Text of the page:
This is not so kind on my mill. I use 4 cutters in the forming of this detail for the front and rear bow. When the milling operation is complete there will be at least two days polishing them. Lots of sore hands and fingers. The last time I did this (on No 983), I had to have my hand stitched up by the local doctor.

June 23, 2015

Window to my workshop 89

As I have said on my web page the No 984 panel plane is to be my last. This is the beginning of the promised blog. I have been a bit slow starting as I have been busy with stock sales and many enquiries. Thank you very much for all your nice comments – I am not actually retiring as most people I knew retired and died, I will keep up the coffin dodging and I have many other things to do. These No 984 planes will keep me going for about 3 months.

Holtey No 984 a

This is the 420 stainless steel that I am using for the bottoms and sides of the plane. The plan is to start knocking some weight off them. I am trying not to let the weight of the finished plane go over 3 kilos. All surfaces will be milled and ground. The steel that I have here is enough to make a limited batch of 12 planes.

Holtey No 984 b

Here begins the slog, there is a lot of material to come away. This picture shows a bottom starting out 12 mm thick and it will end up just over 10 mm in the finished plane.

March 3, 2015

Window to my workshop 88

Filed under: A28 — Tags: , , , — admin @ 10:33 am

Chariot Plane

I find that I try to avoid using the term A28 because there is a lot more here than on the original A28 plane. These six are the last I will make as the cost of making is too high.

One of the original A28 Norris planes was sold at David Stanley’s auction Sept 2014 for £8,000 (+ commissions). In the light of this my price of £4,800 is very reasonable, especially as my plane is far superior in quality and construction. Who knows what these will be worth when I am gone.

CI3A1076 - Copy

There are some who would think that because this is cut out with a CNC mill there is no work here, to them I say “make one” :-) There was a lot of work to get here and still a long way to go. (all finished now – look out for the next project).

January 23, 2015

Window to my Workshop 85

Filed under: A28 — Tags: , , — admin @ 4:21 pm

I am occasionally asked how to dovetail. It is a bit of a cheeky question and it would take me several months or more full time to teach this properly. Sometimes people seem to forget I am running a business.

I have been making dovetailed planes for over 25 years now and I still keep trying to improve my system. Another plane maker described my dovetails as made on the CNC and are very cold and clinical – is this how one would describe a precision job? Then guilty as charged.

Here are some photos of part of the dovetailing process.
 
Holtey A28 b

Holtey A28 c
 
Sometimes it is frustrating that I have to do this much work before closing a plane up. The pictures above show a Boxwood spacer which supports the sides whilst peining the dovetails. Sometimes I use aluminium for this process but as I am only making 6 planes it doesn’t have to do much work. Also the sides of the plane will not be scratched when removing the spacer. A lot of work for a piece of tooling which will be discarded after six uses.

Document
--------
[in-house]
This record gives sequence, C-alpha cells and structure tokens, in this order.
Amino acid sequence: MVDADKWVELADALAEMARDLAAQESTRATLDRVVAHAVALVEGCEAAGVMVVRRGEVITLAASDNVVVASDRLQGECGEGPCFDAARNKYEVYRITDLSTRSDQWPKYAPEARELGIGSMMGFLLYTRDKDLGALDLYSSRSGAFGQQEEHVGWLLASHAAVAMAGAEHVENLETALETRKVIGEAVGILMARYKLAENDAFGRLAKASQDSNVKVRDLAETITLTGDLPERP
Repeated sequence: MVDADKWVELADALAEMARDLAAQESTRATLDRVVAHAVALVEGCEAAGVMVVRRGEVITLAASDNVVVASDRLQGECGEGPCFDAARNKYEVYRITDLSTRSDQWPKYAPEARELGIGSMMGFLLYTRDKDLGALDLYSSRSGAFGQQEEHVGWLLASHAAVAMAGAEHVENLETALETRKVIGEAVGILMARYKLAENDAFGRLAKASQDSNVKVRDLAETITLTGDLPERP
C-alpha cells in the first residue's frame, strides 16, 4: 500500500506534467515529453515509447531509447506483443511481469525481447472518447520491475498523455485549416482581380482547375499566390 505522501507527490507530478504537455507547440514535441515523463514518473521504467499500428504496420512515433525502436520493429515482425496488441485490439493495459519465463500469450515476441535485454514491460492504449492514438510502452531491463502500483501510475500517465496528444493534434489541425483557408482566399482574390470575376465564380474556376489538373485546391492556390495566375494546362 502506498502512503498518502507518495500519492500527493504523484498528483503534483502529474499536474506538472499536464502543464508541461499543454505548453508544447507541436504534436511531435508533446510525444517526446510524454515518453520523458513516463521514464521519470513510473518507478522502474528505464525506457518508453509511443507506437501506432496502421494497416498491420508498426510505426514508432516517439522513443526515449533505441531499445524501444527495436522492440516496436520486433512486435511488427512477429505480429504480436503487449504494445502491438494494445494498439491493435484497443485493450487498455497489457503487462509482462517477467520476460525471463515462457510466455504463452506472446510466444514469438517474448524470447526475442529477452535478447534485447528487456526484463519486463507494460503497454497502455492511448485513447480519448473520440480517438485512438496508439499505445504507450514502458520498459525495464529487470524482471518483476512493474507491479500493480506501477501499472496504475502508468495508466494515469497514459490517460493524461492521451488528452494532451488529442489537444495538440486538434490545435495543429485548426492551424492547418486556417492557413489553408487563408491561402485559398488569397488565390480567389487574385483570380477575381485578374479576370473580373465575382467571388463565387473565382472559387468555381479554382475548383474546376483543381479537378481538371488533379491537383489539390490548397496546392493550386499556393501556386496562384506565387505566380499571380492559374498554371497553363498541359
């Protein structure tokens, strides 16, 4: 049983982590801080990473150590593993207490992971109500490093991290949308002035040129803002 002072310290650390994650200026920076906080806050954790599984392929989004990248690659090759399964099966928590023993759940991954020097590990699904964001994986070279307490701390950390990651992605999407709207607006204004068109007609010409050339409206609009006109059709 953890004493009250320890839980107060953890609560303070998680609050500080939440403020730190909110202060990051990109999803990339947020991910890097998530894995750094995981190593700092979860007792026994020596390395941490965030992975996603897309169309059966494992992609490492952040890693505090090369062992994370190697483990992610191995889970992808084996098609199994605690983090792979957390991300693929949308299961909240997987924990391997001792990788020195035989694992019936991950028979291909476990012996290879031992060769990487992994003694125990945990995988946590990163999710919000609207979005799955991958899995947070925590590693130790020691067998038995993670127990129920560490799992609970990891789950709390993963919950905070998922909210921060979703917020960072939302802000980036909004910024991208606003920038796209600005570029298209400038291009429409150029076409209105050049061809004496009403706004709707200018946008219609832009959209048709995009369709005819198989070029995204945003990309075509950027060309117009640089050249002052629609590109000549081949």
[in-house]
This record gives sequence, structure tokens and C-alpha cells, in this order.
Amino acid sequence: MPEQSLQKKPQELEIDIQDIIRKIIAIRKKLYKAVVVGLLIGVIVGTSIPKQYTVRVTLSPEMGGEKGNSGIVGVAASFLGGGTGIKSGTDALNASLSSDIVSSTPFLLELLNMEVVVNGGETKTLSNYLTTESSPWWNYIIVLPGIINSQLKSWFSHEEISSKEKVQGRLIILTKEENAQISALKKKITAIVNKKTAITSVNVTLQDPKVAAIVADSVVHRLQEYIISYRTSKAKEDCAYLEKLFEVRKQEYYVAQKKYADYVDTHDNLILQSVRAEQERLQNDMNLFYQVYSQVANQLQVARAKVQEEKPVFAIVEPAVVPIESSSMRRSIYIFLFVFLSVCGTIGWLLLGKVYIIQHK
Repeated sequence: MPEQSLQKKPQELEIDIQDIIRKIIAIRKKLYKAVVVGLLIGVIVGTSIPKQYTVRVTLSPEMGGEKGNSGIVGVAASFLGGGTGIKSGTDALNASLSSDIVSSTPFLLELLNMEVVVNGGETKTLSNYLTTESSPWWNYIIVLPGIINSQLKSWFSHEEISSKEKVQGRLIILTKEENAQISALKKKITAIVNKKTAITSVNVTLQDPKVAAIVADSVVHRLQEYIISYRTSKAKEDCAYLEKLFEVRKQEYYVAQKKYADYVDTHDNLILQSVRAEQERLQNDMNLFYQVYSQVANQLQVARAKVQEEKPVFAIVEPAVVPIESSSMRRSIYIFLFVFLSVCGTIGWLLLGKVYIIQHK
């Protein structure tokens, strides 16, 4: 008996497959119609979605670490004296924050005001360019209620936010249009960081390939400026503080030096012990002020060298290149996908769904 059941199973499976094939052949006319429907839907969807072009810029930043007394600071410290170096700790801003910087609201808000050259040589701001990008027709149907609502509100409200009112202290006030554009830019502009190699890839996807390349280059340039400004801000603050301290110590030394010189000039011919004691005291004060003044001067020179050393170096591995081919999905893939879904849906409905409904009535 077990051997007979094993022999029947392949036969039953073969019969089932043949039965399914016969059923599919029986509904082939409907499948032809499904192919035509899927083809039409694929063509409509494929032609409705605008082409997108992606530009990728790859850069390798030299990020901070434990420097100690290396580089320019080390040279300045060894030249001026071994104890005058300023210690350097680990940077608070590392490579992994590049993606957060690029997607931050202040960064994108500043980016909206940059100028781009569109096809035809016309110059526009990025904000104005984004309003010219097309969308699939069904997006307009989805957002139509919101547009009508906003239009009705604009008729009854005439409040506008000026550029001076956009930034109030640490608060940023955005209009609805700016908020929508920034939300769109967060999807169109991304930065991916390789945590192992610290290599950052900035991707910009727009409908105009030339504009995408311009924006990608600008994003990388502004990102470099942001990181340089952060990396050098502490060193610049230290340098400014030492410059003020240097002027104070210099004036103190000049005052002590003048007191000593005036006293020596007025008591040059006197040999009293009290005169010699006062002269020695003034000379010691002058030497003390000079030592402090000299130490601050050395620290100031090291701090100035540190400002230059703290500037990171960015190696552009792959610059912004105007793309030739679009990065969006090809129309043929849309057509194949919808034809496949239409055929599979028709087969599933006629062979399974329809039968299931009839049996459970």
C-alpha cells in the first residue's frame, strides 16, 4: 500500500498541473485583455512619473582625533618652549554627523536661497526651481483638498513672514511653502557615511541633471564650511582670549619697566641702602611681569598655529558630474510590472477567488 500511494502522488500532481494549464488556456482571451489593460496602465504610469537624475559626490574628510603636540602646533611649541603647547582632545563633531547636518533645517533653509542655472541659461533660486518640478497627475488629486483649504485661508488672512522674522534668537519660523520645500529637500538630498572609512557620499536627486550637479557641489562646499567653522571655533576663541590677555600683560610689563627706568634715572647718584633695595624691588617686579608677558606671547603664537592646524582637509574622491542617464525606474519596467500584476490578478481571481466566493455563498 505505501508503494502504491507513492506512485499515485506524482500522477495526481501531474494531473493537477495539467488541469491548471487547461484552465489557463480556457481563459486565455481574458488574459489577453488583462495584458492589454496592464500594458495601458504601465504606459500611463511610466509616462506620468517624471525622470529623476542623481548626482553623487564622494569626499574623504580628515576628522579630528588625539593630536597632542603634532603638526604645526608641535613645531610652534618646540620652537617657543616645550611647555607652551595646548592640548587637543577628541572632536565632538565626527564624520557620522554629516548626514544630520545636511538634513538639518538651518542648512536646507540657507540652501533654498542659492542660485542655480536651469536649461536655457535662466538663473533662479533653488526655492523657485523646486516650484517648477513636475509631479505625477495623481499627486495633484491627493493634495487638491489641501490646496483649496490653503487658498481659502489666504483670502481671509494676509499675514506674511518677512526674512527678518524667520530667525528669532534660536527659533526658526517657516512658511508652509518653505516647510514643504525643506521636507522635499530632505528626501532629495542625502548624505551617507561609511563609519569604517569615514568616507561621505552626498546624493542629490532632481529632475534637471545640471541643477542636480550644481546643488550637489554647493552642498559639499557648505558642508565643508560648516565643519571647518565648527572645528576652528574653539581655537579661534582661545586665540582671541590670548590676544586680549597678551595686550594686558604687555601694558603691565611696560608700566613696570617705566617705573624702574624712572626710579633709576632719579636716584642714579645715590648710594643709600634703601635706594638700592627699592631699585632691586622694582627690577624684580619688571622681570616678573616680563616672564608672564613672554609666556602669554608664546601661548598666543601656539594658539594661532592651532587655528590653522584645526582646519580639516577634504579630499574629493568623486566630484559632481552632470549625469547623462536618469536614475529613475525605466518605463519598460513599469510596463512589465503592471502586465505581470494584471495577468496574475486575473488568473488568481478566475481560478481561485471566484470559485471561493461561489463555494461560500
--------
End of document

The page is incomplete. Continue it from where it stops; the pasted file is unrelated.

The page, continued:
Holtey A28 d
 
Showing everything in place ready for clamping in the vice. Note that the clamping plates support the dovetails as well. There is no movement and everything stays true to size.
 
 
Holtey A28 f
 
This is the first stage of peining. You will see that the peining looks quite messy and untidy as I am stuffing the extra brass into the voids.
 
 

Holtey A28 e
 
The last stage of peining the dovetails is the sides. Again the assembly is clamped in a precision vice with a spacer plate between the uneven peining on the underside so true reference is maintained.
 
The use of bimetals will show up any untidiness.
 
Easy isn’t it :-)

June 10, 2014

Window to my Workshop 80

Filed under: A27 Bullnose,Window to my workshop — Tags: , , — admin @ 3:59 pm

The bullnose and shoulder plane blades must be the most work intensive. Once finished I celebrate with a photo!
 

Bullnose blades 2
 
 
Bullnose infills
 
Infill/adjuster housing/plane bed – whatever

Always a good feeling when nearing completion, although there is still a lot of fitting and finishing after they are separated.

May 14, 2014

Window to my Workshop 79

Filed under: A27 Bullnose,Window to my workshop — Tags: , — admin @ 10:53 am

Blades back from heat treatment. They have been vacuum hardened and triple tempered, followed by a two hour nitrogen soak. Note that there is no colouration to the blades, which means there were perfect conditions with no leakage.
 

Holtey bullnose blades
 

Now they ‘just’ need polishing and surface grinding.

Older Posts »

Powered by WordPress